Bill Belichick is a famous football coach known for his dry humor and non-answer answers to questions from the media. Coach Belichick holds many coaching records; including a record five Super Bowls as a head coach. One of his more famous quotes is “Do your job” and a big part of his success as a coach is preparing players to do their job well. You might not think Coach Belichick has a lot to offer in a discussion about assessment literacy, but I disagree.
Belichick has perfected the art of situational football. Situational football is the application of football knowledge and skills within the context of real-time decisions that need to be made during games. What good is it to know all the rules of the game and have the best plays, but not be able to manage the complex decisions and scenarios that arise during a game? Situational football addresses the complexity of integrating knowledge and skill into making the best decisions possible in certain circumstances.
Assessment literacy should operate in a similar fashion. Assessment literacy for educators is the knowledge and skills associated with designing, selecting, interpreting, and using high-quality assessments to improve student learning and to serve other important educational and policy purposes. While many have produced lists of discrete assessment literacy knowledge and skills for different stakeholder groups (e.g., parents, teachers, school/district leaders, state policymakers), assessment literacy is fundamentally a situated activity. Each stakeholder is required to use their assessment knowledge and skills within the context of real-world and real-time problems and decisions in order to do their jobs well.
Situational assessment literacy may begin with asking two simple questions: (1) What decisions do teachers, school/district leaders, and state policymakers make about designing, selecting, interpreting, and/or using assessments? (2) What knowledge and skills do these stakeholder groups need in order to make the best possible decisions about assessments in their context? Let me give you some examples:
- A teacher is planning a unit on fractions for grade 4 math. He is trying to figure out how to assess student mastery before, during, and after instruction.
- A principal is trying to interpret and use state assessment results for program evaluation purposes.
- An Assistant Superintendent just received a handful of brochures in the mail trying to sell interim/benchmark assessments and other assessment products. She is trying to figure out if her district should buy one of the interim/benchmark assessments.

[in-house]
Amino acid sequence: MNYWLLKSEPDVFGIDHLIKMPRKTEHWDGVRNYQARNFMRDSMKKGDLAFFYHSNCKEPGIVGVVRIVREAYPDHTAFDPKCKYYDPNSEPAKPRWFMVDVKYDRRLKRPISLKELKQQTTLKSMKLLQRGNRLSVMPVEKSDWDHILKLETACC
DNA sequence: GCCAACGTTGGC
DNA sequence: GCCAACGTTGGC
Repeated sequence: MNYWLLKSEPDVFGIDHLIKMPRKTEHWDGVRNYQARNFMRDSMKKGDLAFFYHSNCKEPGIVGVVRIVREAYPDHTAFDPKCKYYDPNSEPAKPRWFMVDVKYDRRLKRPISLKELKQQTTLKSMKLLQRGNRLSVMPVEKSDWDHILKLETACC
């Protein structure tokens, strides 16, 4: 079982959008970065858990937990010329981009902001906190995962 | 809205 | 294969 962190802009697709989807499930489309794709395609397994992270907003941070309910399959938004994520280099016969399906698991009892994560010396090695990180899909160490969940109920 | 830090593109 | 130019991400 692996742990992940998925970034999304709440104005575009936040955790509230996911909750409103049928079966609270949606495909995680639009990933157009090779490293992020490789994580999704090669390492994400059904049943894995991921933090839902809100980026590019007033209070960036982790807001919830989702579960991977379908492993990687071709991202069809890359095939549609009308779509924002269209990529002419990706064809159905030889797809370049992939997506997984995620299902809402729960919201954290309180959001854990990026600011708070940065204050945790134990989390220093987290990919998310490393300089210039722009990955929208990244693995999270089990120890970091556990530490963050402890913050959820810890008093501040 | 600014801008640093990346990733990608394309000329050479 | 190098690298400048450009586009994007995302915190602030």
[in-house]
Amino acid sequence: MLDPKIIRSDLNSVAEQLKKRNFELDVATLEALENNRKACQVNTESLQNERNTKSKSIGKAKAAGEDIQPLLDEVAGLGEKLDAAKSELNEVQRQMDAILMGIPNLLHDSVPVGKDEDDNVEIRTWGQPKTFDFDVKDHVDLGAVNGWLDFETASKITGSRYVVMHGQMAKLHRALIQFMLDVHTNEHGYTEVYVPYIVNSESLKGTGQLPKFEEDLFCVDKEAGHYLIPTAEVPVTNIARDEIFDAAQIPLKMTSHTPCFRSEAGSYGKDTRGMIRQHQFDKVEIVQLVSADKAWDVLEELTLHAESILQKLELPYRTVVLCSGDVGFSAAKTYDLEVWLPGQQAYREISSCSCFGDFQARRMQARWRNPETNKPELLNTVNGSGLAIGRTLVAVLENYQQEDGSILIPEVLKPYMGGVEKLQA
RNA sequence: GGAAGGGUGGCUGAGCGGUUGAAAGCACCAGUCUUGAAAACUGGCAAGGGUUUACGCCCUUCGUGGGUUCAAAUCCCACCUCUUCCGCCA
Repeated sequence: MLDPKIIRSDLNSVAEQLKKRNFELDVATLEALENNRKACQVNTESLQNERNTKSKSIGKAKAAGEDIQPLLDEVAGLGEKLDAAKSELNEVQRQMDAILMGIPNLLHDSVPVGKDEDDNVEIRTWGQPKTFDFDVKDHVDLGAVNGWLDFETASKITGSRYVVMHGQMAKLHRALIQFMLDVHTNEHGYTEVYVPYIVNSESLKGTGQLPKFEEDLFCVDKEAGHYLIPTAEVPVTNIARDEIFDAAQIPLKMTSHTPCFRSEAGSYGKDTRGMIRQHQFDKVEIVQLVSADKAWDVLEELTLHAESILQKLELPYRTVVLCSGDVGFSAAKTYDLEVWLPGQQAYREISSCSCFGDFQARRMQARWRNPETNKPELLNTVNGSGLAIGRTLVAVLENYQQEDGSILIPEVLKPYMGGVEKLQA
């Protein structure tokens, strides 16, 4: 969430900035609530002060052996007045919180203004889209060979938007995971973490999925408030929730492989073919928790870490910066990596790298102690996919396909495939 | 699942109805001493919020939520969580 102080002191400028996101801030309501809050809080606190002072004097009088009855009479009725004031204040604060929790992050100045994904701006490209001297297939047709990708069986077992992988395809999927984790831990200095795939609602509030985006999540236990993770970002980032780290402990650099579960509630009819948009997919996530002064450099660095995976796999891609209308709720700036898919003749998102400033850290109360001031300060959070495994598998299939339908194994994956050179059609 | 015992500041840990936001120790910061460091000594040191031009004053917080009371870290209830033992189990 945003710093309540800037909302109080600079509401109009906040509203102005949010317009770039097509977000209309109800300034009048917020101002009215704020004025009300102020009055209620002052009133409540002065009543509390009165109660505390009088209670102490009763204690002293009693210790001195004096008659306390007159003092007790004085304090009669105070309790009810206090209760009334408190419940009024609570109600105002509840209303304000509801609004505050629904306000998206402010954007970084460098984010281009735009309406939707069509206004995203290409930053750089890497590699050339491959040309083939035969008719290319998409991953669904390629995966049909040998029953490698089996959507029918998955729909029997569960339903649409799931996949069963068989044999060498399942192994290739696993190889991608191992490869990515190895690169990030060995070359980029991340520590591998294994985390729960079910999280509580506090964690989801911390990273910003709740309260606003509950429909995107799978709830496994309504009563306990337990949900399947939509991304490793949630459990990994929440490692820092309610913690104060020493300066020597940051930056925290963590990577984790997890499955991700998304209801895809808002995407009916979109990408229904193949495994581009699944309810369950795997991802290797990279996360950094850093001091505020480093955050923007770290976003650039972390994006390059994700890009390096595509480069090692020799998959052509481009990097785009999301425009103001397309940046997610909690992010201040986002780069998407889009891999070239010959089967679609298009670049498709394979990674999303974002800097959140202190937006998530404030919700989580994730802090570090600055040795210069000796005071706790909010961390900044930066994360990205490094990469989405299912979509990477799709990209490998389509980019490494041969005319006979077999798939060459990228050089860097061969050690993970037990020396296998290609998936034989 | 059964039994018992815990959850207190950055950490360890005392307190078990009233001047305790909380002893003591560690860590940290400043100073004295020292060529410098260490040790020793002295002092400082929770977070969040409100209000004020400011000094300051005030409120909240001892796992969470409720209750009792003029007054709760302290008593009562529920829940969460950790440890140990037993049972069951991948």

- State policymakers are considering changing the state assessment system and creating an RFP for a new test vendor. They are unsure of the implications of this decision or how to go about making this decision.
What advice would you give this teacher, school leader, or state policymaker? What assessment literacy concept(s) did you draw on and apply to this situation? Let me illustrate what I mean using the teacher example.
First, I would inquire why the teacher intends to assess student ‘mastery’ and how the assessment evidence is intended to be used. Decisions with high-stakes consequences require different sufficiency considerations related to the quantity and quality of evidence. Assuming typical classroom use, my main advice to the teacher would be to start at the end and backward design. That is, to start by defining what it is that he wants students to know and be able to do with fractions in grade 4 math. This is not just the standards, but the big ideas of the discipline, including essential questions and enduring understandings. Then I’d advise the teacher to do a thought experiment to consider what would count as acceptable evidence that the students have indeed learned what was intended. It is only at this point that I would advise the teacher to then design a pre-assessment, formative checks for understanding or misconceptions, and a summative performance task or test to elicit the desired evidence.
The assessment literacy concepts I drew on to advise the teacher included a principled assessment design approach (e.g., Mislevy, Steinberg, Almond, 2003; NRC, 2001) to designing assessments. Principled assessment design focuses on the idea that assessments should be designed from the inferences they are intended to support and connects a focus on learning with assessment design. This type of approach ensures that any and all designed assessments will indeed measure important and meaningful learning goals and provide appropriate evidence that the student has (or has not) learned what was intended.
In a recent paper prepared for the Center’s 20th anniversary conference, my colleagues and I argued that many have been working to improve assessment literacy for years, but there appears to be only limited growth in educators’ assessment literacy. Perhaps this means we have been going about this in unproductive ways? Using Belichick as a guide, perhaps we should consider helping teachers, school/district leaders, and state policymakers develop the art of situational assessment literacy. In practice this may look a lot like what Coach Belichick does with his players: helping those involved anticipate the likely situations and decisions they will encounter and practicing how to respond and prepare in order to make the best possible decisions in their given context. In our paper, we humbly offer suggestions for beginning to address the challenges related to situational assessment literacy for these three stakeholder groups.
Click here to access the full paper and scroll to the section on assessment literacy that begins on page 20.